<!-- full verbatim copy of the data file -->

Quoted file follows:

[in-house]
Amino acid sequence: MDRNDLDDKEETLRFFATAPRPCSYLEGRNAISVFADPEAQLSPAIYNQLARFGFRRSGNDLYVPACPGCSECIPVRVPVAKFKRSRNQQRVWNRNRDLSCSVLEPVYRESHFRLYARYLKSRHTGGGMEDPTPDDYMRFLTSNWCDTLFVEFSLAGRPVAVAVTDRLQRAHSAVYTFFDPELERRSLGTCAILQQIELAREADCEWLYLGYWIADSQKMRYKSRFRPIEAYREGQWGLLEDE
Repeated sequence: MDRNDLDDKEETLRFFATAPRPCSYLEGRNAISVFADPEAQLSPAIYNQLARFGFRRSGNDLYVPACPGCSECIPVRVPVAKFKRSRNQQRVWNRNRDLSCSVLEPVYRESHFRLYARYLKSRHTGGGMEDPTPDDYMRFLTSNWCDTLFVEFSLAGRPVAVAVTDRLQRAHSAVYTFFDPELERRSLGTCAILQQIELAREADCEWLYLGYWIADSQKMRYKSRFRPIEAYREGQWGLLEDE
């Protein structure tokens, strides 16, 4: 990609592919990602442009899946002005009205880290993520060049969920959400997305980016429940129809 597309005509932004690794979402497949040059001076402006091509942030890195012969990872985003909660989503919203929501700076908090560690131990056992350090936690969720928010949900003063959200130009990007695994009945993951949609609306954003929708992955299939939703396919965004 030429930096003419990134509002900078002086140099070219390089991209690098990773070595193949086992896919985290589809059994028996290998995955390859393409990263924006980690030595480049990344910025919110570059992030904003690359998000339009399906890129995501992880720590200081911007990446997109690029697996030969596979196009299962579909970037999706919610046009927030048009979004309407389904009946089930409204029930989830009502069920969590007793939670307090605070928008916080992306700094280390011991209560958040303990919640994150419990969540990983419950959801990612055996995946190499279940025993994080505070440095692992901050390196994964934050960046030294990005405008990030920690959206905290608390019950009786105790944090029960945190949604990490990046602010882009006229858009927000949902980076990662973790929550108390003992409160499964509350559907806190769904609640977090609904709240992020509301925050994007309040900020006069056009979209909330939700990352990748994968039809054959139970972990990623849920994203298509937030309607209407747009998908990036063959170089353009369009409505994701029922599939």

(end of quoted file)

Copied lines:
[in-house]
Amino acid sequence: MDRNDLDDKEETLRFFATAPRPCSYLEGRNAISVFADPEAQLSPAIYNQLARFGFRRSGNDLYVPACPGCSECIPVRVPVAKFKRSRNQQRVWNRNRDLSCSVLEPVYRESHFRLYARYLKSRHTGGGMEDPTPDDYMRFLTSNWCDTLFVEFSLAGRPVAVAVTDRLQRAHSAVYTFFDPELERRSLGTCAILQQIELAREADCEWLYLGYWIADSQKMRYKSRFRPIEAYREGQWGLLEDE
Repeated sequence: MDRNDLDDKEETLRFFATAPRPCSYLEGRNAISVFADPEAQLSPAIYNQLARFGFRRSGNDLYVPACPGCSECIPVRVPVAKFKRSRNQQRVWNRNRDLSCSVLEPVYRESHFRLYARYLKSRHTGGGMEDPTPDDYMRFLTSNWCDTLFVEFSLAGRPVAVAVTDRLQRAHSAVYTFFDPELERRSLGTCAILQQIELAREADCEWLYLGYWIADSQKMRYKSRFRPIEAYREGQWGLLEDE
């Protein structure tokens, strides 16, 4: 990609592919990602442009899946002005009205880290993520060049969920959400997305980016429940129809 597309005509932004690794979402497949040059001076402006091509942030890195012969990872985003909660989503919203929501700076908090560690131990056992350090936690969720928010949900003063959200130009990007695994009945993951949609609306954003929708992955299939939703396919965004 030429930096003419990134509002900078002086140099070219390089991209690098990773070595193949086992896919985290589809059994028996290998995955390859393409990263924006980690030595480049990344910025919110570059992030904003690359998000339009399906890129995501992880720590200081911007990446997109690029697996030969596979196009299962579909970037999706919610046009927030048009979004309407389904009946089930409204029930989830009502069920969590007793939670307090605070928008916080992306700094280390011991209560958040303990919640994150419990969540990983419950959801990612055996995946190499279940025993994080505070440095692992901050390196994964934050960046030294990005405008990030920690959206905290608390019950009786105790944090029960945190949604990490990046602010882009006229858009927000949902980076990662973790929550108390003992409160499964509350559907806190769904609640977090609904709240992020509301925050994007309040900020006069056009979209909330939700990352990748994968039809054959139970972990990623849920994203298509937030309607209407747009998908990036063959170089353009369009409505994701029922599939």